Interim County Administrator George Touart and his staff want the fund established by Escambia County Sheriff David Morgan to pay the Escambia County Sheriff’s Office employees’ accrued leave and vacation time when they leave the agency.
Touart needs that fund to help the county pay for the jail transfer.
Yesterday that want and need clashed with the ECSO at the jail transfer workshop as the administrator spent two hours demanding that the sheriff’s transition team, headed by Chief Deputy Eric Haines, give him the funds in the Internal Services Fund.
It didn’t happen.
As a result, the Escambia County Jail Transfer Workshop meeting on Monday morning was by far the least productive meeting on the subject in the last few weeks, with arguments about the sheriff’s internal service fund lasting for over two hours and reaching no resolution except to be revisited on Wednesday morning.
The ECSO’s internal service fund had accrued over $6 million, built up over the last four years, and was designed to be used for built-up leave payouts for employees who are leaving the sheriff’s department. The ISF was funded using lapsed salaries that came from salaried positions in the sheriff’s budget that have not been filled, which the county argues should have been returned to the county at the end of the year and not placed in this reserve fund.
“Eric, that wasn’t your money,” Touart said to Chief Deputy Eric Haines during the meeting. “That’s county money. What the auditor said is that’s borderline illegal.”
Touart then backed off that statement and said that, while it’s not technically illegal, ethically that money should have been returned to the county.
“It’s an ethical situation, I don’t mind telling you that,” Touart said. “There’s no way you can justify what you’re doing.”
Haines argued that the sheriff’s office has $18 million in leave liability and that the money cannot be returned to the county because they have no funding source for the leave. He said there is no way he could tell his people that he’s going to pay them one day without having the funds to actually do so.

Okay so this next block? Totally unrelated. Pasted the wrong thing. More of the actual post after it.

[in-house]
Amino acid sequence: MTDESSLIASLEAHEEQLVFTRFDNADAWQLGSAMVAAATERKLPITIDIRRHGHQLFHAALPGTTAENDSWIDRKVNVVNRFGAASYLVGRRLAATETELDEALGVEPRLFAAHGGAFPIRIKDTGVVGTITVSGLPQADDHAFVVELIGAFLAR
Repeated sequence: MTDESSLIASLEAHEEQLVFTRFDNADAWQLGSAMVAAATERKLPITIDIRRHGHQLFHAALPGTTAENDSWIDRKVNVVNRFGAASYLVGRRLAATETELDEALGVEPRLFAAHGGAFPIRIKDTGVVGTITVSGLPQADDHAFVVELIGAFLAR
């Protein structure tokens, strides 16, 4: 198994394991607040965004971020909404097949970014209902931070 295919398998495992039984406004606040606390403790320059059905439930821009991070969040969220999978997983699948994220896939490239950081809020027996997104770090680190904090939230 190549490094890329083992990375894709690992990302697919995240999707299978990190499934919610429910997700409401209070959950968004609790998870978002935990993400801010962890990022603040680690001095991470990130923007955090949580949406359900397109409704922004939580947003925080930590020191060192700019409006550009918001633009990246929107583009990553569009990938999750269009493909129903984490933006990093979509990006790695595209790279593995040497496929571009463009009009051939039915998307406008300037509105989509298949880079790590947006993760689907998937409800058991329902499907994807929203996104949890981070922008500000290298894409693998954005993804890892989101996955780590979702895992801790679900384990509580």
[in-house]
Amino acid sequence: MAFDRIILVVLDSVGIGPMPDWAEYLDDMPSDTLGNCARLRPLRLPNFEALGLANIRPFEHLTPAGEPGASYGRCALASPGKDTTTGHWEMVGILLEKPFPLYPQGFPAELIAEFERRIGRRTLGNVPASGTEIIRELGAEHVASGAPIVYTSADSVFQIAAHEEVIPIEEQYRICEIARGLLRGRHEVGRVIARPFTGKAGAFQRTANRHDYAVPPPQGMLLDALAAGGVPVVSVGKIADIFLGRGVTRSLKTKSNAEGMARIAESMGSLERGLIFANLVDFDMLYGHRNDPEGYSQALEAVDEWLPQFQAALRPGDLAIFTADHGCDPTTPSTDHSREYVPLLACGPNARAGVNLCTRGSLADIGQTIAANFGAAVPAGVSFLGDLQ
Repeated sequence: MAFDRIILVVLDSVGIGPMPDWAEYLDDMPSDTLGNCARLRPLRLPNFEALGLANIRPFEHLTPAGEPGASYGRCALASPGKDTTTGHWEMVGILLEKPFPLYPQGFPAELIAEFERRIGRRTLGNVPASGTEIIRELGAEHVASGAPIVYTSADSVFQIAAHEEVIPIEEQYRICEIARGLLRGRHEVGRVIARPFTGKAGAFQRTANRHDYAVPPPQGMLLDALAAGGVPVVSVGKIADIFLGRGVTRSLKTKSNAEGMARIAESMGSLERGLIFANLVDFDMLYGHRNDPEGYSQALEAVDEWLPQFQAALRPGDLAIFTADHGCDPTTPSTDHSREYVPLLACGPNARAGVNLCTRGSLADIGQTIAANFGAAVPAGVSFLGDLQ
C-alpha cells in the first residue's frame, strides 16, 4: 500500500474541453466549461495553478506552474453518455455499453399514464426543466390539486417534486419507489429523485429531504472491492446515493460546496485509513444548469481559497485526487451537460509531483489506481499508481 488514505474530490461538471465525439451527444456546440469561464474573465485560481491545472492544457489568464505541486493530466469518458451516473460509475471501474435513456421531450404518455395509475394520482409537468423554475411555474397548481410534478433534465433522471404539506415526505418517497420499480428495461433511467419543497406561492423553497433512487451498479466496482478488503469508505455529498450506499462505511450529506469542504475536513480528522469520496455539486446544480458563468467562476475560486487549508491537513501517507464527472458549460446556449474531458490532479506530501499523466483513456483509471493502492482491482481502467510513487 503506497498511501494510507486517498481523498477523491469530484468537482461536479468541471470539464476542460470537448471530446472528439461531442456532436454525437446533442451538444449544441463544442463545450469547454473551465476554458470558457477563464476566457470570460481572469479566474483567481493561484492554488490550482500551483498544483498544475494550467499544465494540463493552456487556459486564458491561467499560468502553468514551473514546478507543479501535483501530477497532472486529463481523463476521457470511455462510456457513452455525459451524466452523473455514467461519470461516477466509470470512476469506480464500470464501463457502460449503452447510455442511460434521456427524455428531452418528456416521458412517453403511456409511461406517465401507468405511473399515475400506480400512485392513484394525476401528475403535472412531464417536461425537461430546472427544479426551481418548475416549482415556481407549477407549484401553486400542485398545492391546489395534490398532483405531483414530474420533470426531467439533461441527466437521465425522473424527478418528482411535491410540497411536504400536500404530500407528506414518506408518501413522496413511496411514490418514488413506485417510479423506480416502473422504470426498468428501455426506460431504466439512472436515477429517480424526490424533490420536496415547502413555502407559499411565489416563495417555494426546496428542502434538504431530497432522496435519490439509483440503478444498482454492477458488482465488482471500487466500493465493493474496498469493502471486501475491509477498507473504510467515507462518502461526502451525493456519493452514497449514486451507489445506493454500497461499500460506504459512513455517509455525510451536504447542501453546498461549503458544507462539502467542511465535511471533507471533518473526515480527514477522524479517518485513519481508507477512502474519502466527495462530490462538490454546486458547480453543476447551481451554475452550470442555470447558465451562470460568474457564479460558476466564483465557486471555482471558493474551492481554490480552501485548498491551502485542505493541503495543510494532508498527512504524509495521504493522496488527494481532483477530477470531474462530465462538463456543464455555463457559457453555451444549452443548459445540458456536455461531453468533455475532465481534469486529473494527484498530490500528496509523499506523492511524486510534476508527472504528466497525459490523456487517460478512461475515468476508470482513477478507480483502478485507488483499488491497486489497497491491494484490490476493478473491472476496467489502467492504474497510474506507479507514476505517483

The ISF currently sits at around $2.5 million after recent leave payouts and there are more expenses expected to the extent there may not be anything left.
“You’re saying that $6 million was some crazy amount to save,” Haines said. “Someone should be thanking someone for forward thinking, that this exists, because there would have been no way to fund this. We don’t even know that there’s going to be anything in an ISF right now.”
Amy Lovoy offered to have the county budget for expected leave payout to the extent of what a Board of County Commissioners employee would earn leave, and any overages would be funded by the sheriff’s lapsed salaries, only if the sheriff would do away with the ISF entirely and return 100% of reserve money at the end of the year to the county.
Haines agreed to exchange the detention liability to the county and do away with the ISF, but another roadblock was hit when he brought up, for the second time, that there might not be any money left in the ISF to give back after payouts—since Sheriff Morgan is intent on paying off the accrued leave of all his jail employees prior to them moving to county employment.
Haines and Lovoy argued back and forth on the specifics of the budget, eventually failing to come to any agreement and tabling the discussion for a later meeting where the sheriff’s office will come in with specific numbers regarding expected employee leave, ISF fund and lapsed salary money.
Publisher’s Note: I think George Touart arguing ethics is hilarious, but that’s just me.